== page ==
- Food — nonperishable food for at least three days (select items that require no preparation, refrigeration or cooking such as high energy foods and ready-to-eat, canned meat, vegetables, fruit)
- Manual can opener (if the food is canned), preferably on a multi-tool
- Reusable plates, cups, utensils, saucepan (note, a metal bowl can double as a cup or plate)
- First aid kit
- Prescription medications and medical
- Personal sanitation supplies, such as moist towelettes, garbage bags and plastic ties
- Hand-crank or battery operated flashlight
- Hand-crank radio or battery operated cell phone charger
- All-hazards NOAA (National Oceanic and Atmospheric Administration) weather radio
- Extra batteries at the size required
- Cord to charge cell phone from AC outlet in vehicle
- Brightly colored plastic poncho (can be used as shelter, clothing or a marker)
- Weather appropriate clothing to keep your family warm and dry
- Cash in case Point of Sale devices and Automatic-Teller Machines are offline
- Any tools needed for turning off utilities
- Local maps and your family emergency plan
- Your command reporting information — know the Army Disaster Personnel Accountability and
Assessment System (ADPAAS)
- Important documents, including will, medical and financial power of attorney, property documents, medical instructions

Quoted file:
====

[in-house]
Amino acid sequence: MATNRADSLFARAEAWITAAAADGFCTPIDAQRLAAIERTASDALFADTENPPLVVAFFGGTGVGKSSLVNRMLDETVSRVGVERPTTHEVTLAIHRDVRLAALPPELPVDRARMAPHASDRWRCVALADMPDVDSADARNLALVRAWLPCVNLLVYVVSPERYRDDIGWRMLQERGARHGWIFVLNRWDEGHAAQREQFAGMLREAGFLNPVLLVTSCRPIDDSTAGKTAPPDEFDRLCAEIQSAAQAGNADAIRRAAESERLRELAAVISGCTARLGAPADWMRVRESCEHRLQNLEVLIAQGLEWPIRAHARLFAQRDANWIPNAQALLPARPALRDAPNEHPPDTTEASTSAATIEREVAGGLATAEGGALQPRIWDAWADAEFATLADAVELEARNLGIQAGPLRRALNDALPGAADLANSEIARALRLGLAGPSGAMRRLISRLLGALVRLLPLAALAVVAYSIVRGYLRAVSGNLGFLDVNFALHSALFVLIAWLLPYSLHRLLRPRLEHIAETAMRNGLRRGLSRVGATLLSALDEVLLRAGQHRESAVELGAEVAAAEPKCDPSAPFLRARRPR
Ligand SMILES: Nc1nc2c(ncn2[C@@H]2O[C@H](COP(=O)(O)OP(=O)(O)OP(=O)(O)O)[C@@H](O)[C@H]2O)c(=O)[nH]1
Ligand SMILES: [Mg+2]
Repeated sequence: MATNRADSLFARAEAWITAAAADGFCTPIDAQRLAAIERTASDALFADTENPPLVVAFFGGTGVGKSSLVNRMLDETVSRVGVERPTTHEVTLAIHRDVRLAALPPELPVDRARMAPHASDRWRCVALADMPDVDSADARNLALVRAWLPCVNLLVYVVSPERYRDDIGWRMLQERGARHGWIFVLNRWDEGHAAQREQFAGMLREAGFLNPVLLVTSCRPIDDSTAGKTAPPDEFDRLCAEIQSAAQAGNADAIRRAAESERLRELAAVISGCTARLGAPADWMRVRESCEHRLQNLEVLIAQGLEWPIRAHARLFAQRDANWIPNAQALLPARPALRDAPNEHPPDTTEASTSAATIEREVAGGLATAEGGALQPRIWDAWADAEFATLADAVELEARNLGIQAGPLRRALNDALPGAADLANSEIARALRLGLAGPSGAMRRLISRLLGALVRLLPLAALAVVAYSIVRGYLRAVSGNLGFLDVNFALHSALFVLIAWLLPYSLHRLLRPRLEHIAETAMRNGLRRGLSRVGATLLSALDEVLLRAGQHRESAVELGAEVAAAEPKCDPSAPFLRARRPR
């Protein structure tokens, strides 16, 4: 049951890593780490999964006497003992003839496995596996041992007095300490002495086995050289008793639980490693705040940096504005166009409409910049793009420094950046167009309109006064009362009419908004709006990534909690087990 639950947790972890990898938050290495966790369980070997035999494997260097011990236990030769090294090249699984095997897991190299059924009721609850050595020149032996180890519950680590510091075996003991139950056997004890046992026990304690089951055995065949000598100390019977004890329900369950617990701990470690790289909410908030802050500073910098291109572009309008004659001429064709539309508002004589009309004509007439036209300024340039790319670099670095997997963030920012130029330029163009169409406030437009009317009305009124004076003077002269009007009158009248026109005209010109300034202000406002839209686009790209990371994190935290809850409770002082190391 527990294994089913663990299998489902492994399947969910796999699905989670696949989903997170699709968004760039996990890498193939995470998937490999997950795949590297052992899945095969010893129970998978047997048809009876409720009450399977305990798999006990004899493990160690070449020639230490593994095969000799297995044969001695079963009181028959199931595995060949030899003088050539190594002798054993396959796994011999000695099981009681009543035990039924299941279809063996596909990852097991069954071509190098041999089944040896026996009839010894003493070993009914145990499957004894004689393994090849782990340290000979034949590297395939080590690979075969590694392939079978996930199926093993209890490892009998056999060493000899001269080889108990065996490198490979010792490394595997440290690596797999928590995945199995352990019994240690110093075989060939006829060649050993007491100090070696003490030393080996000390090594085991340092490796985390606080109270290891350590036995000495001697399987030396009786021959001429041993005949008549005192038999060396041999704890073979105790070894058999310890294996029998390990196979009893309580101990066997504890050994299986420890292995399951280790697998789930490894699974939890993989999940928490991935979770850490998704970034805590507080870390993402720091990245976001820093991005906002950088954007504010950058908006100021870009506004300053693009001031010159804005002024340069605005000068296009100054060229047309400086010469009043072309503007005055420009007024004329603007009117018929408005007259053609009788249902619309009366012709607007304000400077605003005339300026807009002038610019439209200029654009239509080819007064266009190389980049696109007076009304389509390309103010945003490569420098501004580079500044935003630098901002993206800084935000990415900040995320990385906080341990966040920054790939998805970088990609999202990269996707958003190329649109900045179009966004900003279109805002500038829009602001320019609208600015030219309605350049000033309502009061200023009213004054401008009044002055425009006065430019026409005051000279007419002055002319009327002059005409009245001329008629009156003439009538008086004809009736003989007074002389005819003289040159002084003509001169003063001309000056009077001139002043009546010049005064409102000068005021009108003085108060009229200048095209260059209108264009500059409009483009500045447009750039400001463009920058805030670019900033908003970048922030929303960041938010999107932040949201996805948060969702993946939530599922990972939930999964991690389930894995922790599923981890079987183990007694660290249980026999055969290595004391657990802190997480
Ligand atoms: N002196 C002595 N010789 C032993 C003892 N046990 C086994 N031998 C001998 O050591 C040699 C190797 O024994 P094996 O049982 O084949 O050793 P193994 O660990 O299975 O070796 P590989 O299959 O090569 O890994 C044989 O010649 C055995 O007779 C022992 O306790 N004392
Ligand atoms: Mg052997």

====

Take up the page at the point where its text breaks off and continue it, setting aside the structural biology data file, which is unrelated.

- Emergency preparedness handbook
- Infant formula and diapers if you have young children
- Pets supplies, including food, water, medication, leash, travel case and documents
- Matches or flint in a waterproof container
- Sleeping bag or other weather-appropriate bedding for each person
- Coats, jackets and rain gear
- Fire extinguisher
- Paper and pencil
- Books, games, puzzles, toys and other activities for children
- Any items necessary for a specific type of disaster
Portable emergency kit— take this kit with you when you are ordered to evacuate.
- Place items in a designated area that will be easily accessible in the event of an emergency.
- Make sure every member of your family knows where the kit is.
- If you are required to shelter in place, keep this kit with you
- Consider adding enough supplies to last two weeks
Workplace Emergency Kit — this kit should be in one container to be kept at your work station in case you must evacuate from work.
- Make sure you have comfortable walking shoes at your work place in case you have to walk long distances.
- This kit should include at least food, water and a first aid kit.
- Make sure you include your family’s communications procedure.
Vehicle Emergency Kit
- In the event that you are stranded while driving, keep this kit in your vehicle at all times.
- This kit should contain at a minimum food, water, a first aid kit, signal flares, jumper cables and
seasonal clothing (coats, rain gear).
- Make sure you include your family’s communications procedure.
Families cannot stop mother nature from taking a swipe at where they live or work. However, by having a plan, knowing the risk, taking precautions, and preparing for the worse-case scenario, families can reduce the risk of getting hurt from a hurricane, having their homes damaged, or having their quality of life drastically affected, should a hurricane come through their area.
Prepared families can weather a storm well, even if local, state, or federal agencies can’t help them immediately after a hurricane hits.